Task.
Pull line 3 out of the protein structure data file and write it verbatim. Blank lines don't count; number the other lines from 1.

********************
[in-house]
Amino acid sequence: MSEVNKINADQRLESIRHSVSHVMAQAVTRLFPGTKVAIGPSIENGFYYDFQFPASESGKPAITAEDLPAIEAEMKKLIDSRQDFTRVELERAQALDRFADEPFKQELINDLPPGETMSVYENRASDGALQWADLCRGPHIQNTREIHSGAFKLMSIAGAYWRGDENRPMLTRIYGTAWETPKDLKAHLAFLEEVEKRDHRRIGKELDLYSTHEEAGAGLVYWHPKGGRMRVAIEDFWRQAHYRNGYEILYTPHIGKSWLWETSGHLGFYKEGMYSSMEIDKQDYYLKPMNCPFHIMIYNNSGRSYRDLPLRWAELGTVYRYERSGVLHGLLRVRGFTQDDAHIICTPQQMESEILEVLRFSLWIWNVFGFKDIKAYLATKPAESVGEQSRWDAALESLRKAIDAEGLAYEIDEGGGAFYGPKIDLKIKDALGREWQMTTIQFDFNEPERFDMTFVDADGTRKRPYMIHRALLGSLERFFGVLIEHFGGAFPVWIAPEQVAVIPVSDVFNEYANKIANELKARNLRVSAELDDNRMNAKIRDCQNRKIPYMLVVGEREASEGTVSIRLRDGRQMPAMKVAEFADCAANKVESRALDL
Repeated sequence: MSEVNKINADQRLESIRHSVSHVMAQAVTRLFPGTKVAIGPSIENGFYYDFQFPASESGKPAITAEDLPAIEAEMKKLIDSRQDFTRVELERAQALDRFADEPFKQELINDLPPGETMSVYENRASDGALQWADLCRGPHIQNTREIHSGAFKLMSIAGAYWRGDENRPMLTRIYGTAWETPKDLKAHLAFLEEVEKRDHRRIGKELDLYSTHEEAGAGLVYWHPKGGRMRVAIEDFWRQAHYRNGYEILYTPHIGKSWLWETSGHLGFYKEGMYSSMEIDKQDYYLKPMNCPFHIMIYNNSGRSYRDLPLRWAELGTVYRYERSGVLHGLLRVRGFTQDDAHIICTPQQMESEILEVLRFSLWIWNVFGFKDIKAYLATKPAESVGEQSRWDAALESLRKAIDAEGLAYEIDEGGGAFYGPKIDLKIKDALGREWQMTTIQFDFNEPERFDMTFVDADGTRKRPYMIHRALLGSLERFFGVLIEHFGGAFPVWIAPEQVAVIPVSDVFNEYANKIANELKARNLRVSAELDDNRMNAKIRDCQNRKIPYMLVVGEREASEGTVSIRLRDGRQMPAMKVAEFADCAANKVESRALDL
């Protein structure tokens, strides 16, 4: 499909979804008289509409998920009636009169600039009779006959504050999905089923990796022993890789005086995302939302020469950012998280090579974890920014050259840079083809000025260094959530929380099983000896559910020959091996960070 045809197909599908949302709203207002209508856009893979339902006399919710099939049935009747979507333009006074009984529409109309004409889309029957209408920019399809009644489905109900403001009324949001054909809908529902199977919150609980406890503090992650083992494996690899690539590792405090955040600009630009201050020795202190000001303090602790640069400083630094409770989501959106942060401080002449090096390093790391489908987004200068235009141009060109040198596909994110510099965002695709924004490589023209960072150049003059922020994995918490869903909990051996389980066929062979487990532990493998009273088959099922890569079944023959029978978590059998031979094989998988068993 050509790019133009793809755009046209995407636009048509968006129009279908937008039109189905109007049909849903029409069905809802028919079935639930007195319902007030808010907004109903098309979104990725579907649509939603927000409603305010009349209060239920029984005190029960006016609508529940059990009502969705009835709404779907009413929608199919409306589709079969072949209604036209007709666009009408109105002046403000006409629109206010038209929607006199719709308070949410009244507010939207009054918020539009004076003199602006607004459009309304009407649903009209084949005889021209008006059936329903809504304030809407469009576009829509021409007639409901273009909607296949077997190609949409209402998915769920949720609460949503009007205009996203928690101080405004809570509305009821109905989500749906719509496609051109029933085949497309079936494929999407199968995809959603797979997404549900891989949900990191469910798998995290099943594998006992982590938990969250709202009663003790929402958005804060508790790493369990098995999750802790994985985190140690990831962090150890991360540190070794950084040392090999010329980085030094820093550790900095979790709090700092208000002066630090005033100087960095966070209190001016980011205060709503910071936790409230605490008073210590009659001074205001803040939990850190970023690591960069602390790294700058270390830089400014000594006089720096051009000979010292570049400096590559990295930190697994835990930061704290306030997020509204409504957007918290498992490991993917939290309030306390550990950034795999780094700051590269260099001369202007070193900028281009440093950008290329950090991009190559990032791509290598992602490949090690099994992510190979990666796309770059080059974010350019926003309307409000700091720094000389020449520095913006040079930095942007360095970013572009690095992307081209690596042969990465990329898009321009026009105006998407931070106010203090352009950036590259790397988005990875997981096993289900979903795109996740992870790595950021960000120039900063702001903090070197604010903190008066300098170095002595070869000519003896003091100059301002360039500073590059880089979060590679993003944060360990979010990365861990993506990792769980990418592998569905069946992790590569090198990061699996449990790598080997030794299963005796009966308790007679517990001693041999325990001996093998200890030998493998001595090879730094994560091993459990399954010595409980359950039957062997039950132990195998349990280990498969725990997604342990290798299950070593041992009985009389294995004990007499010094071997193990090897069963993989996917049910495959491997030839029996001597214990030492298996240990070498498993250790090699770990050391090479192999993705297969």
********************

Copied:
Repeated sequence: MSEVNKINADQRLESIRHSVSHVMAQAVTRLFPGTKVAIGPSIENGFYYDFQFPASESGKPAITAEDLPAIEAEMKKLIDSRQDFTRVELERAQALDRFADEPFKQELINDLPPGETMSVYENRASDGALQWADLCRGPHIQNTREIHSGAFKLMSIAGAYWRGDENRPMLTRIYGTAWETPKDLKAHLAFLEEVEKRDHRRIGKELDLYSTHEEAGAGLVYWHPKGGRMRVAIEDFWRQAHYRNGYEILYTPHIGKSWLWETSGHLGFYKEGMYSSMEIDKQDYYLKPMNCPFHIMIYNNSGRSYRDLPLRWAELGTVYRYERSGVLHGLLRVRGFTQDDAHIICTPQQMESEILEVLRFSLWIWNVFGFKDIKAYLATKPAESVGEQSRWDAALESLRKAIDAEGLAYEIDEGGGAFYGPKIDLKIKDALGREWQMTTIQFDFNEPERFDMTFVDADGTRKRPYMIHRALLGSLERFFGVLIEHFGGAFPVWIAPEQVAVIPVSDVFNEYANKIANELKARNLRVSAELDDNRMNAKIRDCQNRKIPYMLVVGEREASEGTVSIRLRDGRQMPAMKVAEFADCAANKVESRALDL